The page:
The last food post was so timely that of course I had to take months and months before I got this one to you. (I was determined to get the Winchester photos to you first, and it seems like that task took a while.) I actually cooked the last of the dishes in this post over a month ago! Since then two things happened. 1) I was beginning to get very tired after a busy few weeks, so I decided to take some time to prioritise sleep over cooking (aka cooking quick easy meals in the evenings so I could go to bed earlier). 2) My microwave died on me and it took me ages to find a replacement model that didn't break down as soon as I used it. I mean, I know I don't use microwaves to cook any of these recipes, but I actually tend to cook a large batch and then use the microwave to reheat the rest the next day. And there's no way I'm reheating stuff in the oven; that takes forever (see the point about me wanting more time for sleep in the evenings).
Anyway, I now have a microwave that works and I've also caught up on sleep (feels so good not to be sleep deprived, man), so now I should be able to cook some exciting stuff again! Woo!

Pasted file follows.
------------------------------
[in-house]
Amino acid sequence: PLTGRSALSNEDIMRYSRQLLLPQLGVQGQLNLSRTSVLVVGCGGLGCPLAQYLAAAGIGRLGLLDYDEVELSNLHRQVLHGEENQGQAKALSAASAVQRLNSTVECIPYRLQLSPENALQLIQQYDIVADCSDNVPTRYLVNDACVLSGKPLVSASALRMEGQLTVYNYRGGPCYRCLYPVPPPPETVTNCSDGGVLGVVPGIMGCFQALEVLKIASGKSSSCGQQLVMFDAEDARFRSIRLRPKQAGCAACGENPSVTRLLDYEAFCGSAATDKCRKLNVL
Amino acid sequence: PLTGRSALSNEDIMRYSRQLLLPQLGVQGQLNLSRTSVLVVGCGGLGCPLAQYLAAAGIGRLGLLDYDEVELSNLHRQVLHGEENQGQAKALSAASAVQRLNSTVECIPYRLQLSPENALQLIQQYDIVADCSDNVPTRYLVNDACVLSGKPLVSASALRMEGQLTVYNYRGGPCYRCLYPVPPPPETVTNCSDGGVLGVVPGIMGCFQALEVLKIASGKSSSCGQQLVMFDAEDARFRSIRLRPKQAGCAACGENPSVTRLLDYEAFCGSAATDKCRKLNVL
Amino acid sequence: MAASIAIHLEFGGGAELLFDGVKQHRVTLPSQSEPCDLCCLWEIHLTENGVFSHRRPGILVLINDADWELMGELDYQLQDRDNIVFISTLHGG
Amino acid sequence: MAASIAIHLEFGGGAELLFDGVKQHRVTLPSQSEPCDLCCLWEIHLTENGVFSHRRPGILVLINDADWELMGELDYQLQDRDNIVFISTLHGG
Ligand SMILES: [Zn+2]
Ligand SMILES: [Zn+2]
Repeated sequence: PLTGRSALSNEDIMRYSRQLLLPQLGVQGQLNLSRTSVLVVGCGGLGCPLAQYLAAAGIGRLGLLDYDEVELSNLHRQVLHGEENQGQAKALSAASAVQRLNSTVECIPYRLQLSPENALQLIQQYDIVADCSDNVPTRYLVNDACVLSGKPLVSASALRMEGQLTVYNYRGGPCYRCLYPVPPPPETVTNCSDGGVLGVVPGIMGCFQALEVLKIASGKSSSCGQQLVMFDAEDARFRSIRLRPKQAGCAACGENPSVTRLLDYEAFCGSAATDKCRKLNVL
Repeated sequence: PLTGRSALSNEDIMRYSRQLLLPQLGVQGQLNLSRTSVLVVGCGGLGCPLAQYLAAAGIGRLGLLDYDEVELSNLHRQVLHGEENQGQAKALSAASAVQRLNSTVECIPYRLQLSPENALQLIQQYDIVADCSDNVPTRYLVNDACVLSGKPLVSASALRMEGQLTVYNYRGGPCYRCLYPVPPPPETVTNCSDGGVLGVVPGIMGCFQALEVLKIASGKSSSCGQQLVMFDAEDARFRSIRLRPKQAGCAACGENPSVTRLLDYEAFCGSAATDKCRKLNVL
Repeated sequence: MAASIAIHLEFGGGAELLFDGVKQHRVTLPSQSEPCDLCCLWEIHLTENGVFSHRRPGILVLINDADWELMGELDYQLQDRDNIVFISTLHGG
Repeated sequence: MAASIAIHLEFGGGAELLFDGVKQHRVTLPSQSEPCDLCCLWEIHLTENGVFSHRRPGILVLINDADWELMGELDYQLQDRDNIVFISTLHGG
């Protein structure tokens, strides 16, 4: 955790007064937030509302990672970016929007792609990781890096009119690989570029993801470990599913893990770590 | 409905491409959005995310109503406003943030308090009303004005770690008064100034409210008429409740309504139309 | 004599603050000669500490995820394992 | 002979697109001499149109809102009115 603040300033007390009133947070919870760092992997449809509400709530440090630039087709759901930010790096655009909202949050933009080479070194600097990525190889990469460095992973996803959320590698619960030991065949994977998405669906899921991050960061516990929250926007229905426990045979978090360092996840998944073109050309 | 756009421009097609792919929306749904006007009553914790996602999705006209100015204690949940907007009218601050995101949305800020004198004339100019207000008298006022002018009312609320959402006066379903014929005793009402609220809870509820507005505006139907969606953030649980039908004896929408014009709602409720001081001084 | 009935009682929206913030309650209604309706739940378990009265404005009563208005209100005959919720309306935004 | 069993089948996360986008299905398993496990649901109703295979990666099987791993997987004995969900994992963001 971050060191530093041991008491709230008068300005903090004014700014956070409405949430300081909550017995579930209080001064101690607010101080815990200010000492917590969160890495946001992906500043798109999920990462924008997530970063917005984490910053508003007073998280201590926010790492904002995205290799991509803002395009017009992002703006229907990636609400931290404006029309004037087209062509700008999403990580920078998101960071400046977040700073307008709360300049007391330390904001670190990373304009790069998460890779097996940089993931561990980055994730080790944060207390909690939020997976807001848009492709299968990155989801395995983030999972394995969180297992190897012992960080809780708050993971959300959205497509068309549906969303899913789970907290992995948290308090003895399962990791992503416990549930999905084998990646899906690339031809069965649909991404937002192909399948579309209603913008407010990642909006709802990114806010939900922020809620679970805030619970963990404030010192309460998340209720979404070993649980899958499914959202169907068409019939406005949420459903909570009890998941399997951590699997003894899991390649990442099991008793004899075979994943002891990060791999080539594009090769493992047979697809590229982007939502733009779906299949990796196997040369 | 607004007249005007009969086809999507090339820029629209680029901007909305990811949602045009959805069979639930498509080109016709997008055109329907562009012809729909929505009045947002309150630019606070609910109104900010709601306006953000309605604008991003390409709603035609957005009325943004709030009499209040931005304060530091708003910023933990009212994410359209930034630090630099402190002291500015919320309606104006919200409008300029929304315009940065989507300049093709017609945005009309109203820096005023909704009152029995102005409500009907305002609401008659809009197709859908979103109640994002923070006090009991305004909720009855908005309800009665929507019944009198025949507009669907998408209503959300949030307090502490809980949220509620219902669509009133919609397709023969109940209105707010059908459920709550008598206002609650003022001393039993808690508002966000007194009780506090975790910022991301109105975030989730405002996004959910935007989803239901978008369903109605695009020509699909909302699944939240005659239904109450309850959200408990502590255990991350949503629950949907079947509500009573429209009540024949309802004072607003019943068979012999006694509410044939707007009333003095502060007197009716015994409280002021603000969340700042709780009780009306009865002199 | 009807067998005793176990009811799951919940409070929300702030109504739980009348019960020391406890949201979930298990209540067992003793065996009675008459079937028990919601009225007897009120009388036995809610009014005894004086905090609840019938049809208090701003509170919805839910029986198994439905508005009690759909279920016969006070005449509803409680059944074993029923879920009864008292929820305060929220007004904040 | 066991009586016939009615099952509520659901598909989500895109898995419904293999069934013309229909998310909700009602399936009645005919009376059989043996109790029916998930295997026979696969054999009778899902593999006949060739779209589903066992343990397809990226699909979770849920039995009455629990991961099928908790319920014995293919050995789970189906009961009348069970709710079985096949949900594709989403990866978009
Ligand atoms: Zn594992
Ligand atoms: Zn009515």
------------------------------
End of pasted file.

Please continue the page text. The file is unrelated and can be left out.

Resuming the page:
In triumphant mood, let's have a look at what I cooked last time:
Warm parsnip and pear ribbon salad
This salad looks great! You sit down with it feeling so proud that you made something that looks so pretty. If only it tasted as good as it looked! The roasted parsnips were nice (when are roasted parsnips not nice?) and the goats' cheese was nice too. But my problem was that there wasn't enough savoury goats' cheese to offset all the sweetness that came from the pear and the honey dressing. Too much sweetness in savoury dishes just doesn't do it for me, I'm afraid. Plus, I'd never eaten raw parsnips before. It turns out they're surprisingly tasteless. I mean, they're basically just ribbons of fibre. You're chewing away on mouthfuls of this salad thinking, "Wow, this sure feels healthy. There's so much fibre here. I feel like I'm eating a tree." But, you know, it looks amazing, so there is that.
Braised broad beans, peas and artichokes with thyme and mint (recipe from "Nigellissima: Instant Italian Inspiration" by Nigella Lawson)